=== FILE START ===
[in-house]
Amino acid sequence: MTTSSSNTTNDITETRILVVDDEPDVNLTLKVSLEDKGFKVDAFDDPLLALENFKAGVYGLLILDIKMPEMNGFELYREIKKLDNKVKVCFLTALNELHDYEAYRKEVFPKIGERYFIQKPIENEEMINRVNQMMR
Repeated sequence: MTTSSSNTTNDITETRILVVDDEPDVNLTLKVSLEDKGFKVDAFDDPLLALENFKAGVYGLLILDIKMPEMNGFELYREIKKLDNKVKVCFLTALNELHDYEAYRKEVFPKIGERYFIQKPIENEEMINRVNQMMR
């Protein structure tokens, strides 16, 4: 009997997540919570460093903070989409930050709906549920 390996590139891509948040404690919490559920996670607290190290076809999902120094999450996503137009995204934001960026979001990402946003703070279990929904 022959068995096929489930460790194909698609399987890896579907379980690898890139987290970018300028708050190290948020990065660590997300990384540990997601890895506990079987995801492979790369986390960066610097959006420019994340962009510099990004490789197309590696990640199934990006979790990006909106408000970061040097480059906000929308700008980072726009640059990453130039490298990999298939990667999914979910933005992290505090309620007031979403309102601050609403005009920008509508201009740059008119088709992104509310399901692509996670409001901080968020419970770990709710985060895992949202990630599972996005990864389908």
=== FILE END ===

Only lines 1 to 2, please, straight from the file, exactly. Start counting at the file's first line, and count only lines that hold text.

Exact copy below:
[in-house]
Amino acid sequence: MTTSSSNTTNDITETRILVVDDEPDVNLTLKVSLEDKGFKVDAFDDPLLALENFKAGVYGLLILDIKMPEMNGFELYREIKKLDNKVKVCFLTALNELHDYEAYRKEVFPKIGERYFIQKPIENEEMINRVNQMMR